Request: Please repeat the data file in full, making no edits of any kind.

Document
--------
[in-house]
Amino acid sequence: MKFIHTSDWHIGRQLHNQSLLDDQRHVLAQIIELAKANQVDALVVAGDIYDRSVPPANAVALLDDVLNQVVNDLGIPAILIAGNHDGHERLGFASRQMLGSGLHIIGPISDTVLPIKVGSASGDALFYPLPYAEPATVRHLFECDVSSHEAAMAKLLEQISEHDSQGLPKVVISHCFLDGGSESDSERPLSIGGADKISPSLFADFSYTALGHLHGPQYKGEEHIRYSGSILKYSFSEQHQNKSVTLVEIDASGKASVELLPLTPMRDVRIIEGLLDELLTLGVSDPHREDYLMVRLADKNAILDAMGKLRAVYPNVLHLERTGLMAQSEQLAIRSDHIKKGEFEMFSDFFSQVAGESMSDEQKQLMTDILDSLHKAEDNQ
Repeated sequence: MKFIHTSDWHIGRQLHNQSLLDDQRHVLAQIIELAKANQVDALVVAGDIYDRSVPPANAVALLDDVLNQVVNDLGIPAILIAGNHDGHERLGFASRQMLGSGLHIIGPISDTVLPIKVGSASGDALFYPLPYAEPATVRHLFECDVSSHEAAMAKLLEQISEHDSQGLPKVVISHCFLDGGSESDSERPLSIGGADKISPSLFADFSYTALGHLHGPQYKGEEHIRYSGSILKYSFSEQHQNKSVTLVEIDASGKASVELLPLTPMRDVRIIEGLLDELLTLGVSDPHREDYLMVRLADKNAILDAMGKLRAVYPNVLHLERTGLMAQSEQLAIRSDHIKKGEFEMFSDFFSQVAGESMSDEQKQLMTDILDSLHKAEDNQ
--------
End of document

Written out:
[in-house]
Amino acid sequence: MKFIHTSDWHIGRQLHNQSLLDDQRHVLAQIIELAKANQVDALVVAGDIYDRSVPPANAVALLDDVLNQVVNDLGIPAILIAGNHDGHERLGFASRQMLGSGLHIIGPISDTVLPIKVGSASGDALFYPLPYAEPATVRHLFECDVSSHEAAMAKLLEQISEHDSQGLPKVVISHCFLDGGSESDSERPLSIGGADKISPSLFADFSYTALGHLHGPQYKGEEHIRYSGSILKYSFSEQHQNKSVTLVEIDASGKASVELLPLTPMRDVRIIEGLLDELLTLGVSDPHREDYLMVRLADKNAILDAMGKLRAVYPNVLHLERTGLMAQSEQLAIRSDHIKKGEFEMFSDFFSQVAGESMSDEQKQLMTDILDSLHKAEDNQ
Repeated sequence: MKFIHTSDWHIGRQLHNQSLLDDQRHVLAQIIELAKANQVDALVVAGDIYDRSVPPANAVALLDDVLNQVVNDLGIPAILIAGNHDGHERLGFASRQMLGSGLHIIGPISDTVLPIKVGSASGDALFYPLPYAEPATVRHLFECDVSSHEAAMAKLLEQISEHDSQGLPKVVISHCFLDGGSESDSERPLSIGGADKISPSLFADFSYTALGHLHGPQYKGEEHIRYSGSILKYSFSEQHQNKSVTLVEIDASGKASVELLPLTPMRDVRIIEGLLDELLTLGVSDPHREDYLMVRLADKNAILDAMGKLRAVYPNVLHLERTGLMAQSEQLAIRSDHIKKGEFEMFSDFFSQVAGESMSDEQKQLMTDILDSLHKAEDNQ